Antoine wouldn't have possibly released a new CD without his usual diva, so Lulu Hughes brings girls power back with her raunchy vocals on the extremely catchy Feels so good, Haunt me, which starts all slowly to build up into an atmospherical anthem, and a bouncing cover of James Brown's It's a man's world, full of electro loops showing off her power on the mic.
Shamel Shepherd is offered another beautiful song, Devotion, all working on layers and layers of atmospherical synthés lifting her etheral voice to clubbers' heaven. This song is pure delight, drug for the ear and I'm hooked, spellbound and totally addicted to it... The same can be said to the following track, Serious, with John Biancale, though the vocal lines and electro loops make it a lot more repetitive, but it works. It sounds like Pink Floyd on ecstacy. "This can't be real" he is singing and I can't believe how sweet it feels to be lost in these warm rhythms.
An unmistakable voice starts track 12 a cappella and you find yourself nodding along Antoine Clamaran and Sandy Vee's remix of Ministers de-la-Funk 2000 hit Believe. It is Jocelyn Brown, you must know, who shines on this update of a wonderful hands-in-the-air pure house anthem. It is near the end of the CD's tracklisting and the sounds are getting harder to the end to announce on tracks 14 & 15 instrumental electro/techno club tracks, Dead fish, that lasts 8'52, and that I must admit bores me, followed by a collaboration with David Guetta's usual partner Joachim Garraud, Anthem, for the same results to my heart and ears... Both are for past underground followers of the Clamaran DJ while I'm just here for the mainstream dance radio hits. They are 13 out of 15 so I won't complain at all. The boring tracks are at the end so I don't even need to use the "skip" button, just to "stop" before the end.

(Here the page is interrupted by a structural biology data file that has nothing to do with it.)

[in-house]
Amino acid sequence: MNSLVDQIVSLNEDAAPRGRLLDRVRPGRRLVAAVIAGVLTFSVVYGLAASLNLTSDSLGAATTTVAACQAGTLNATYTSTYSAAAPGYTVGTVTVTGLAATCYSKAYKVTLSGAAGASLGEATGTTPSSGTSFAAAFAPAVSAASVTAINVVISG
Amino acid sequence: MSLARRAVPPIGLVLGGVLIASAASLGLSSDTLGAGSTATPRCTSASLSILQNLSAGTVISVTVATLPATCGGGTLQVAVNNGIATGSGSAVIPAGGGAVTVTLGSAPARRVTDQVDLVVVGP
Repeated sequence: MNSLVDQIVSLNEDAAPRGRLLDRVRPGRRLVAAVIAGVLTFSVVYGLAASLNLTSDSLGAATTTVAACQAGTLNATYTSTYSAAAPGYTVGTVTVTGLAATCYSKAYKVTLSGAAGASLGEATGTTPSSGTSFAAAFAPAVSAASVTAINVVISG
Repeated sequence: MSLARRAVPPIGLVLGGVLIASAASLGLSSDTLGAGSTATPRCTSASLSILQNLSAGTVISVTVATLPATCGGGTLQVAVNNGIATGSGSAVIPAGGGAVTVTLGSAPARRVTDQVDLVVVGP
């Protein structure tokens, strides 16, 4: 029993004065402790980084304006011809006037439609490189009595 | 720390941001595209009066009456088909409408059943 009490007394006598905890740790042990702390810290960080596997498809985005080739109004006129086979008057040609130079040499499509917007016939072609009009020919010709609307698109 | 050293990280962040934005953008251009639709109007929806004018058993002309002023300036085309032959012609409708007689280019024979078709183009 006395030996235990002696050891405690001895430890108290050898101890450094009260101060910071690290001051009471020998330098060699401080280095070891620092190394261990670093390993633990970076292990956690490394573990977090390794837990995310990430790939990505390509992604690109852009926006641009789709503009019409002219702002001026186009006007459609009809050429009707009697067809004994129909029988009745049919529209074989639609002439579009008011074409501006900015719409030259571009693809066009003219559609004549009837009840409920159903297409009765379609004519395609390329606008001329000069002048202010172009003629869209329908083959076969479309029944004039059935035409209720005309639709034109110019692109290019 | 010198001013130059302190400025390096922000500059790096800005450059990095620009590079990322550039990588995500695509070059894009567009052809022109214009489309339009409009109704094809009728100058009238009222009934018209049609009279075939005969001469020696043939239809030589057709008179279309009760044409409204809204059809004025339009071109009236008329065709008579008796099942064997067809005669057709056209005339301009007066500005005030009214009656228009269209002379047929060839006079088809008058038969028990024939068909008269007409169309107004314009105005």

You should dare listen to Anthem till the end though for there is a hidden track called Abandonned child. Sung by Cissé Damayé, it is a surprise as it finishes the album with a trip-hop sound and mellow rhythmic melody you could have easily found on a Massive Attack CD for example. Nice, but still not what I came here for ; I bought Spotlight for Gold and Reach for the stars and I got 11 other dance jewels in a row so I really hope this album will sell well 'cause it is a must-have in every dance lover's CD collection. GO BUY IT !